Laminate and wood flooring trends have come a long way in recent times, resulting in the continual evolution of beautiful designs.
Laminate and wood flooring are both experiencing a surge in demand in New Zealand as we follow European design trends, with these floor coverings being featured throughout the home. Both flooring types are available in a huge range of colour options and textures that are constantly updated.
Wood flooring is still the benchmark as real wood brings a more organic, natural atmosphere to your interior. The various unique treatments available for wood flooring such as smoking of the oak provides a beautiful depth of colour and random natural variation that laminate cannot replicate.
However, laminate flooring is immensely popular due to the huge range of decors and its unique features, such as standardised durability ratings and fade resistance.
With wood flooring every plank is unique, while laminate typically has 6-8 patterns per décor. High-end laminate boasts up to 30 different patterns, for a more realistic look.
Colours & Texture
On-trend colours include grey’s and grey/brown tones in laminate. In wood flooring these same tones are very popular as well as smoked oak in grey or light brown and brown/grey tones.
Rustic grades with a moderate to high level of knots are immensely popular – with laminate this helps bring a more realistic appearance to the floor.
Texture is also a defining element in flooring that brings an interesting atmosphere to your interior.
The most popular texture available is lengthwise brushing, which provides a subtle texture to the floor board. Other textures available include the following:
• Authentic Embossed
• Grained timber
Typical Areas for Wood or Laminate
It is quite typical to install wood or laminate in all living areas, kitchens, hallways, entry and on the stairs in New Zealand homes. Many people will put carpet in their bedrooms, however there is a growing trend to put wood or laminate through the entire house, just as the Europeans do. The advantage of this approach is a cleaner, more consistent look throughout the entire house, which often results in a more spacious looking home.
It is also a healthier choice to put hard flooring throughout your home, to minimise problems with dust mites and allergies.
Oak in a huge range of colours and designs absolutely dominates both real wood and laminate flooring. However there is a growing appetite for other wood species – for example wood species such as European larch or elm are becoming popular. Walnut is a classic option in both flooring types and will always be popular.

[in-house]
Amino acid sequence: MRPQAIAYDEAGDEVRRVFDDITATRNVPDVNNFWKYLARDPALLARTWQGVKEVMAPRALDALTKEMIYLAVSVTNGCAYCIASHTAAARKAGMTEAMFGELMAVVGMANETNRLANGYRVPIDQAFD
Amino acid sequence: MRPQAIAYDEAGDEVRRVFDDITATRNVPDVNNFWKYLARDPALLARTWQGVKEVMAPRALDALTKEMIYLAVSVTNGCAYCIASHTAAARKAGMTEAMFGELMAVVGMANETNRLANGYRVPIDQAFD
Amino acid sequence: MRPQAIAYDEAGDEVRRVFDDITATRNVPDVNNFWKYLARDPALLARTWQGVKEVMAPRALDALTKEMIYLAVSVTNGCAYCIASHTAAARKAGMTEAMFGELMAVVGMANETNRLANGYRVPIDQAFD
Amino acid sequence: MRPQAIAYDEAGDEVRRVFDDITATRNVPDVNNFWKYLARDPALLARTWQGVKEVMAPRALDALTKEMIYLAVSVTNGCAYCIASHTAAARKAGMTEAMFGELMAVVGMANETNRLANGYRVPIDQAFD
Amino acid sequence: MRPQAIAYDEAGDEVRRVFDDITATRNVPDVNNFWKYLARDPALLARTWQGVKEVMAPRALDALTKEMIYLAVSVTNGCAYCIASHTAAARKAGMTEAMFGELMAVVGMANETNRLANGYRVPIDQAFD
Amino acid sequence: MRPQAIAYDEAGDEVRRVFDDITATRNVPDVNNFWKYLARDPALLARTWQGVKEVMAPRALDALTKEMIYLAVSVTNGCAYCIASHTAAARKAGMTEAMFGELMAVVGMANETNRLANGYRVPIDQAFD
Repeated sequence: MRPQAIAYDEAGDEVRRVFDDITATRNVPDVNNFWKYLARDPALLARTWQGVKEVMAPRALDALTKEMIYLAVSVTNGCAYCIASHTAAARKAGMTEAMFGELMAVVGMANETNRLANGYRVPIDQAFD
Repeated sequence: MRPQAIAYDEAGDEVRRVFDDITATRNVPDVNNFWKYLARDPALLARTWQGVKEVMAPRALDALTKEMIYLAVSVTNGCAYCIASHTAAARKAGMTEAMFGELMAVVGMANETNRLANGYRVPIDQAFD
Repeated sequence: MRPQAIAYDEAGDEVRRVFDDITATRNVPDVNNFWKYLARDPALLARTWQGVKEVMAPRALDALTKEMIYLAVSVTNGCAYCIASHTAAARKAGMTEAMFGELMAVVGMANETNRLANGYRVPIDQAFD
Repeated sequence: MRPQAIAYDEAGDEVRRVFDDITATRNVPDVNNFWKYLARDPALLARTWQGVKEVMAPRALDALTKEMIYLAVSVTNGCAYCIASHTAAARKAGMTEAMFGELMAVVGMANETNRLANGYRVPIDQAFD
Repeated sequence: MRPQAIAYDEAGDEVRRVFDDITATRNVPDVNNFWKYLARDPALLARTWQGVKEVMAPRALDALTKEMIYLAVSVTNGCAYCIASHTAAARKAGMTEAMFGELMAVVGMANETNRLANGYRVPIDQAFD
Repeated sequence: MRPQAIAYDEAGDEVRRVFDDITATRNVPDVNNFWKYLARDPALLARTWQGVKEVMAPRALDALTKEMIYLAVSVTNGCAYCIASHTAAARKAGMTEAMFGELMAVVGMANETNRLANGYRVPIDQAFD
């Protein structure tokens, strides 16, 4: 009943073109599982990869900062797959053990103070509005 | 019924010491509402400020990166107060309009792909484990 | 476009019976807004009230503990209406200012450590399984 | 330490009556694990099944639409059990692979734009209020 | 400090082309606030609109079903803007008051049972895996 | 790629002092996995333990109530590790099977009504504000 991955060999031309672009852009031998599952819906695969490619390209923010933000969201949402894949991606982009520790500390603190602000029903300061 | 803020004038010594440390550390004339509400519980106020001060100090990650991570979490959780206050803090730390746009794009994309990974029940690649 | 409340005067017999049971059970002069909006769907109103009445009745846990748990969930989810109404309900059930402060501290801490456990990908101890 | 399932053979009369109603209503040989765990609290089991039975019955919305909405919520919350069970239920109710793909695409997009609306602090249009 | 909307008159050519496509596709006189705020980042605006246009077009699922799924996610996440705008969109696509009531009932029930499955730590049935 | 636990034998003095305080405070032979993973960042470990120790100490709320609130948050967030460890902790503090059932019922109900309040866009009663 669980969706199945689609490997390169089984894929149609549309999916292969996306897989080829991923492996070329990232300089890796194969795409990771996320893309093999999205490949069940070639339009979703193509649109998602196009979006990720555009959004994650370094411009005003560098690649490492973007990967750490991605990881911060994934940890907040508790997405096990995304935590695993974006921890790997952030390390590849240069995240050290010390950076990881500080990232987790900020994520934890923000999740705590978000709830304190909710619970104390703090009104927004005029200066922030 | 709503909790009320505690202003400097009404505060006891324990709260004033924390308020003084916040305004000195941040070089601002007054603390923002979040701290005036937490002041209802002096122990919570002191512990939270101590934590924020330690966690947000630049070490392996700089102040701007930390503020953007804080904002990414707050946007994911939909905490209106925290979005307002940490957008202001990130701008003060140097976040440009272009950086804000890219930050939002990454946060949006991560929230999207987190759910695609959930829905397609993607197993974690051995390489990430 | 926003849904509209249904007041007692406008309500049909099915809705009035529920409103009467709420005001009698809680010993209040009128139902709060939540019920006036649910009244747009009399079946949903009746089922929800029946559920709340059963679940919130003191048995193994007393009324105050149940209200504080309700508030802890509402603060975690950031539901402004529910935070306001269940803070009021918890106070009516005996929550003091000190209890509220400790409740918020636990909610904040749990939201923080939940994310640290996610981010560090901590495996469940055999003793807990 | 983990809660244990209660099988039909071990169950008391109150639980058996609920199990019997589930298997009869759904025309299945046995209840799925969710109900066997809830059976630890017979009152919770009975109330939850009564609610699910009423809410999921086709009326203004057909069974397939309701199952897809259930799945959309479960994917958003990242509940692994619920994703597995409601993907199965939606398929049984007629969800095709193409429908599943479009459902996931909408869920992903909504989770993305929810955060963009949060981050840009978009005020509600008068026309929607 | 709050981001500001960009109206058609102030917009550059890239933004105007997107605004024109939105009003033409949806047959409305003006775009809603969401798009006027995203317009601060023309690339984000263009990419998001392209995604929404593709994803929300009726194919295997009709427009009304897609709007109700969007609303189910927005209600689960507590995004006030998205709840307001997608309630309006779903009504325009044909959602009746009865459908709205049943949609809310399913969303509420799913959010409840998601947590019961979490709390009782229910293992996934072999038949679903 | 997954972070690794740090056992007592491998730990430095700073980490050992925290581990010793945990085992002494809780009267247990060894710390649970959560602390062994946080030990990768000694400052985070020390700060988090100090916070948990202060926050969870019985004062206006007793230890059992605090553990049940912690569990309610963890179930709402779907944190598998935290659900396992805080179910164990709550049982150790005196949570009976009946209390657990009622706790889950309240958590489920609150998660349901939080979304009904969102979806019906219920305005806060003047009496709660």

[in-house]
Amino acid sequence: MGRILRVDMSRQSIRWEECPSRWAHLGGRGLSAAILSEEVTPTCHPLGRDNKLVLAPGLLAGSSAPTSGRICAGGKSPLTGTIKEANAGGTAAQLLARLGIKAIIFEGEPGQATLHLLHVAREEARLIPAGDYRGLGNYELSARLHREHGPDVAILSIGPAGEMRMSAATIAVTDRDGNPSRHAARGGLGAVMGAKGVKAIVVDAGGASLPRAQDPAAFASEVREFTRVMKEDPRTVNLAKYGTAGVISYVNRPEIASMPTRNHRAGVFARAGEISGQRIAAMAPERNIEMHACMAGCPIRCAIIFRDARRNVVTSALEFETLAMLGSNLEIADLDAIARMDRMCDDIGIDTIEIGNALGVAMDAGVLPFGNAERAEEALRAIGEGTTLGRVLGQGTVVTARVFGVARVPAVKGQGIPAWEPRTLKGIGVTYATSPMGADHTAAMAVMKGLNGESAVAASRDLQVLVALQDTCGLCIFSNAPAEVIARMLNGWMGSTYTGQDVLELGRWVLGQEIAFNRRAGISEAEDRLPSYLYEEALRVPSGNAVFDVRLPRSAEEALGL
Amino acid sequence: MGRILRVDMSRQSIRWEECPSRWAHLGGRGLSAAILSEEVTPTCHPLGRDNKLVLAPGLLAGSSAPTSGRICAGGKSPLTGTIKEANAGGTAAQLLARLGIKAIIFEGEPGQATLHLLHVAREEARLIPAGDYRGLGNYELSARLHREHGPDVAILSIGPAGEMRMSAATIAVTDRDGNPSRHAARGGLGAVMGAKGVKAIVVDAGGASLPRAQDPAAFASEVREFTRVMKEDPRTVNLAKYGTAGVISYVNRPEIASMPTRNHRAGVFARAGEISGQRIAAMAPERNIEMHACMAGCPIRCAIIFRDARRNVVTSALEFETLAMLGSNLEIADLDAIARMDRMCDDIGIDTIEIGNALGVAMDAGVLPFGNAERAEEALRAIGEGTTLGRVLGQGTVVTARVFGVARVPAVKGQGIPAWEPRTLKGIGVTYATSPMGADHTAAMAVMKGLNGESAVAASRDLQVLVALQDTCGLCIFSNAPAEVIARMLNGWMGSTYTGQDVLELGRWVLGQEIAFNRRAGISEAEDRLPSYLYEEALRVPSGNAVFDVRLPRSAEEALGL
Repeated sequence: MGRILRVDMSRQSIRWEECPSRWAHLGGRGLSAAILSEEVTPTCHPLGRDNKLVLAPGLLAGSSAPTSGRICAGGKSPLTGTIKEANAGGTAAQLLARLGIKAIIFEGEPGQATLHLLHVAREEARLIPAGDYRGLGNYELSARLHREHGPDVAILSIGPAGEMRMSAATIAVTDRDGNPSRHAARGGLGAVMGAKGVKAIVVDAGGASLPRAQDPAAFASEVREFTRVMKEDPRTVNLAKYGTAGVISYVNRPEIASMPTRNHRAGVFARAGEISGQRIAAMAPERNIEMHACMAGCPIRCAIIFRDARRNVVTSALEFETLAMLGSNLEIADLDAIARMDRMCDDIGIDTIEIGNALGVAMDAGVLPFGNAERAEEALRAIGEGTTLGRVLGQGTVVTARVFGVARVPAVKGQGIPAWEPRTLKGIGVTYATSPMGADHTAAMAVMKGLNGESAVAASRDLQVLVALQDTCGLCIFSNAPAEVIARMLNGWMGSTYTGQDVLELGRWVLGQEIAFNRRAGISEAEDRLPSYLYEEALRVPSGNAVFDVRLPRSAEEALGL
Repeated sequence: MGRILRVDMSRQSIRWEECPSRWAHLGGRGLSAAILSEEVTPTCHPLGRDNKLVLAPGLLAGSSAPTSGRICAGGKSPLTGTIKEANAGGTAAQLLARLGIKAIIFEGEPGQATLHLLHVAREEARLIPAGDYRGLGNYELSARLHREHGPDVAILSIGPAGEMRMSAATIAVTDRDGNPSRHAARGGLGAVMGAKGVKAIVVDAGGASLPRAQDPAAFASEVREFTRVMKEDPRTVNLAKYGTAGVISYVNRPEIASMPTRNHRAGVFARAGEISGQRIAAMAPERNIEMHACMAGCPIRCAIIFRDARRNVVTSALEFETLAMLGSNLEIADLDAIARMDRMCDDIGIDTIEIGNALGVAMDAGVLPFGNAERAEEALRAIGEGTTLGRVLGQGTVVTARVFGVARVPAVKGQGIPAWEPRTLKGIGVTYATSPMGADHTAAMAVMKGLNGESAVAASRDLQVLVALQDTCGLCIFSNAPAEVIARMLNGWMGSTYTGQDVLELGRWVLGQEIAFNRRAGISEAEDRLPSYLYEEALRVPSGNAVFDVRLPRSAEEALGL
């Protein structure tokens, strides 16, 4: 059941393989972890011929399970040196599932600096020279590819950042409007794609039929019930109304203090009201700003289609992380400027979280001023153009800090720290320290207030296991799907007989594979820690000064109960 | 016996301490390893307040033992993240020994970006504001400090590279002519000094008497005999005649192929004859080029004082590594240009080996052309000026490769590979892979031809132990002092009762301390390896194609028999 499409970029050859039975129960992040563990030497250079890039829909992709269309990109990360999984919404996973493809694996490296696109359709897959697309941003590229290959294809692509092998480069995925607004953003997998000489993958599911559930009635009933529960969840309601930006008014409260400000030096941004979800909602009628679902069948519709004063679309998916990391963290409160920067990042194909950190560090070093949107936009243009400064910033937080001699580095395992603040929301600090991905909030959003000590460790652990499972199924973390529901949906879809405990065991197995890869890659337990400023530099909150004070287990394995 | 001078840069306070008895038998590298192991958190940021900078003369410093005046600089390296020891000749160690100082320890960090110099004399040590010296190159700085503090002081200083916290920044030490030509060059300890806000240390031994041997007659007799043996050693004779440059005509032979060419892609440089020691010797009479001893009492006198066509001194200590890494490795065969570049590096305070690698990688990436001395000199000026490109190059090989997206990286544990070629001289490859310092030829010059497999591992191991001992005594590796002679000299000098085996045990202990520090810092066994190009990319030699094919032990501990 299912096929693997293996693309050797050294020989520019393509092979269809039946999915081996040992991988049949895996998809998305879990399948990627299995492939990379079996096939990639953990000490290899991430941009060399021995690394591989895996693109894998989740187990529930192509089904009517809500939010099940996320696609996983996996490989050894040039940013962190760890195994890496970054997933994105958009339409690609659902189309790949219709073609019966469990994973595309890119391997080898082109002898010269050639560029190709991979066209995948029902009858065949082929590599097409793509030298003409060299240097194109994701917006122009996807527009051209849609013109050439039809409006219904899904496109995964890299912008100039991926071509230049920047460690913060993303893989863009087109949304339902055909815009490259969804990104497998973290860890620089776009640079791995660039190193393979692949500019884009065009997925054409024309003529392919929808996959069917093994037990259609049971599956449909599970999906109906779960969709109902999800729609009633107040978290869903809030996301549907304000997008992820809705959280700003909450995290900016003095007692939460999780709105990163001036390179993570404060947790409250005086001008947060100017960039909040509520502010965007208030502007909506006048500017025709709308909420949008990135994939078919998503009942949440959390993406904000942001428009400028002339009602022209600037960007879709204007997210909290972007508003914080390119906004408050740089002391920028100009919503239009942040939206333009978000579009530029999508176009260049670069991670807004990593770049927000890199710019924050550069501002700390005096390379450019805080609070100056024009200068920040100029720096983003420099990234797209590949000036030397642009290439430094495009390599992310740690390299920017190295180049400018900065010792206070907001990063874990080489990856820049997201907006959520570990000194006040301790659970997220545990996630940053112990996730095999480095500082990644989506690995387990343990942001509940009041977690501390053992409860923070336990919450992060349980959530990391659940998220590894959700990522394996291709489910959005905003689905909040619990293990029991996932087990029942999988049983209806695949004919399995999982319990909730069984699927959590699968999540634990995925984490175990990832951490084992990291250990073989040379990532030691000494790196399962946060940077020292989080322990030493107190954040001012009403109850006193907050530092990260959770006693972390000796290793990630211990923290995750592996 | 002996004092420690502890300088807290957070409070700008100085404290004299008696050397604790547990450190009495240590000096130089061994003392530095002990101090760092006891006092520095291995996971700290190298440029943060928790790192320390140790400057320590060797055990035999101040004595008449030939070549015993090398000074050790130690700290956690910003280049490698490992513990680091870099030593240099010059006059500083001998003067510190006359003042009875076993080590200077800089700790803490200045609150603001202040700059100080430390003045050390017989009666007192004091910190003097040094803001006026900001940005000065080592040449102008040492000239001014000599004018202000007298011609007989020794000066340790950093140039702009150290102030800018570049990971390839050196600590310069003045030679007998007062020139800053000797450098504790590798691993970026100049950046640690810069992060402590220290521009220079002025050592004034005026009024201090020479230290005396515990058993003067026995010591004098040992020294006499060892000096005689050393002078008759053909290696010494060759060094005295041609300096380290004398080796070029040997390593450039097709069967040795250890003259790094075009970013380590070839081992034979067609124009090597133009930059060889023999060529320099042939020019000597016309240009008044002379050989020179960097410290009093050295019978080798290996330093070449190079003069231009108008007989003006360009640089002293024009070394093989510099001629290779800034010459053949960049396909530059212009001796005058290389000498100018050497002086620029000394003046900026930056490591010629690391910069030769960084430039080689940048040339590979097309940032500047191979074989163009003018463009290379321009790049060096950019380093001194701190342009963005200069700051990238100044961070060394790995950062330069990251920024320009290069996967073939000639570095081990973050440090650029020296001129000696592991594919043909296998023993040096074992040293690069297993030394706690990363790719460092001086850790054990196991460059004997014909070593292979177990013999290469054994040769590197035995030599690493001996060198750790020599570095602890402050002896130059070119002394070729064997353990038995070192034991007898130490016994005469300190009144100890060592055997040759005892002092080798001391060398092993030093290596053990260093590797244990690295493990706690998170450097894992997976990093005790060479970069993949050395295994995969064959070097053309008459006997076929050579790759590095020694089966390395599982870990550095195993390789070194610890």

Board Style & Type
Both laminate and real wood flooring are available in a range of widths and lengths. Laminate typically comes in shorter lengths such as 1285mm, while wood flooring boards range from 1.9metres to 2.4 metres in length on average. You can also chose from a smaller range of extra-long laminate boards available in the market.
Both types of flooring are available with either a square edge of a bevelled edge for more plank definition. We recommend to buy laminate with a bevelled edge as this provides a more realistic ‘plank’ look.
Laminate is very durable in the short to medium term – particularly the thicker 12mm AC5 intensive commercial-rated laminate from Krono Original, which boasts better scratch and dent resistance compared to 8mm AC4 rated laminate. Other laminate features include stain and fade resistance and an anti-bacterial coating.
Laminate is tested to a universal abrasion standard – typical ratings are:
AC4 - heavy domestic and medium commercial use.
AC5 - heavy domestic and intensive commercial use.
Typical warranties for laminate are from 20 years to 30 years.
Wood flooring usually comes pre-finished with a very durable factory applied polyurethane or oil finish. Wood flooring can of course be sanded back and refinished several times over the life of the floor, so in most cases it will last a lifetime.
It is common for wood flooring to come with 20 – 30 year warranties; especially if it is made in Europe.
Most laminate in the market is not 100% water-proof, however it will deal with every day spills relatively well in a kitchen area. A leak or flood can certainly cause issues, however this is also the case with timber flooring.
Some laminate available in the market is water-proof and can indeed be used in bathrooms. However water-proof laminate does cost considerably more than standard laminate floor boards.
You should also be careful when specifying wood flooring for use in bathrooms. Most manufacturers do not warrant their wood flooring for use in bathrooms, however Admonter is the exception – their oiled wood floors come with a warranty for use in well-ventilated bathrooms.